- Testimony of
Scott Gottlieb, M.D.
Commissioner of Food and Drugs - Food and Drug Administration ( May 2017 - April 2019 )
Chairman Bishop, Ranking Member Fortenberry, and Members of the Committee:
The 35-day lapse in appropriations that began on December 22 was a significant operational challenge for FDA. Through the collective efforts of the professional staff of the agency, we maintained our critical public health functions, safeguarded the public health and safety, averted challenges to our public health protection role, and continued to perform review activities supported by user fees.
But even as we maintained our most important obligations that we owe to the American people, it was hardly business as usual at the agency.
We were at partial strength. Many programs, where the primary support is through budget authority rather than user fees, faced substantial furloughs. Our strength is our people. And many of our people were not at their posts.
These include many people in our food program, our inspectorate, our Center for Veterinary Medicine, and our blood program, to name some of the parts of the agency that were impacted the most by the lapse in funding.
Equally challenging, many of the policy, legal, administrative and communications staff that support the entire agency, and help advance our mission across our entire public health portfolio, were also on furlough. The absence of so many valued colleagues and the critical functions that they play was notable.
Many of our professional staff that continued to carry out critical activities did so unpaid. Our field force continued to perform inspections of foreign and domestic high-risk food and medical product facilities and our special agents continued their criminal investigations, even while they were unpaid and accruing per diem expenses on their government travel cards. Our operations staff and many other key functions faced significant furloughs even while their skills were in greatest need during the lapse. But working together, we maintained our vigilance.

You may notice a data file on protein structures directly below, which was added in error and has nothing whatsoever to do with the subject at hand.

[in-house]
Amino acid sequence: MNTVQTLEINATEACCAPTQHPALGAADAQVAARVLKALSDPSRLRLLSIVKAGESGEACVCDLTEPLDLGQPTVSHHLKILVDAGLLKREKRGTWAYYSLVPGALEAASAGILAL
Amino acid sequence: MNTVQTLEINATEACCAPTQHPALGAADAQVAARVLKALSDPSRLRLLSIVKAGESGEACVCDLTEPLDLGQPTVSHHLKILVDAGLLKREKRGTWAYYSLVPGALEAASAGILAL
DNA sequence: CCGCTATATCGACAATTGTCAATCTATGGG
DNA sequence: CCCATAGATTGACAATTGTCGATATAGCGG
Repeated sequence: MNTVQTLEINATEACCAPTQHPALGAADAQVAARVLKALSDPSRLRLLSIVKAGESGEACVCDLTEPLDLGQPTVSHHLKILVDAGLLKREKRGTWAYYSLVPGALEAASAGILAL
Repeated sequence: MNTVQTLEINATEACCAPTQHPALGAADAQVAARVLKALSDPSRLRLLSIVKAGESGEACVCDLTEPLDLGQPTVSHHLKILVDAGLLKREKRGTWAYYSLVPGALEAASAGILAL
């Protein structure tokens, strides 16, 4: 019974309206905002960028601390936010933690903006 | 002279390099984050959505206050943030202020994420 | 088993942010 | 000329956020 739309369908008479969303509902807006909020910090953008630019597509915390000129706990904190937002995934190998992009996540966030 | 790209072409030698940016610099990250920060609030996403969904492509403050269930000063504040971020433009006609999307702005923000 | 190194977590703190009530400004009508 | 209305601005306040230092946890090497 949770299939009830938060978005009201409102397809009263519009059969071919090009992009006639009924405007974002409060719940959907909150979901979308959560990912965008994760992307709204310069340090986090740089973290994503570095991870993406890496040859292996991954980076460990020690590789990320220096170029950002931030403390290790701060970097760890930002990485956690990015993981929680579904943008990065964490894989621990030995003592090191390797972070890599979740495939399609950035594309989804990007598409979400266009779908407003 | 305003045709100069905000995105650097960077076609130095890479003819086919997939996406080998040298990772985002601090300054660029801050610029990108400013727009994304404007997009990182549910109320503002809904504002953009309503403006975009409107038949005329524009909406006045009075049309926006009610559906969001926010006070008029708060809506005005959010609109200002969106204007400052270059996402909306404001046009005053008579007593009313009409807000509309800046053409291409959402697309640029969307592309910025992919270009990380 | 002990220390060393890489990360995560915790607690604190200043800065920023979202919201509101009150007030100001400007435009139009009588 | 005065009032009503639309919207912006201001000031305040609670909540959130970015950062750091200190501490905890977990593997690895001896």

We tracked outbreaks and addressed them; we continued import entry review making admissibility decisions and key sampling of imports at our ports of entry; we maintained post market safety assignments across our medical product centers, and so much more.
A unique spirit of public health mission guides the FDA. It animates our efforts. It binds our staff in a common mission. And gives purpose to our collective work.
The agency’s staff knows how important their efforts are. They know that each one of them plays a critical role in the exercise of our expansive mission, whether they’re on the front lines inspecting a manufacturing plant, analyzing data as part of a review function, providing administrative and logistical support that makes all of these and many other efforts possible, or performing one of the many other roles that advance our key public health functions.
Everyone at the FDA is essential to our collective mission.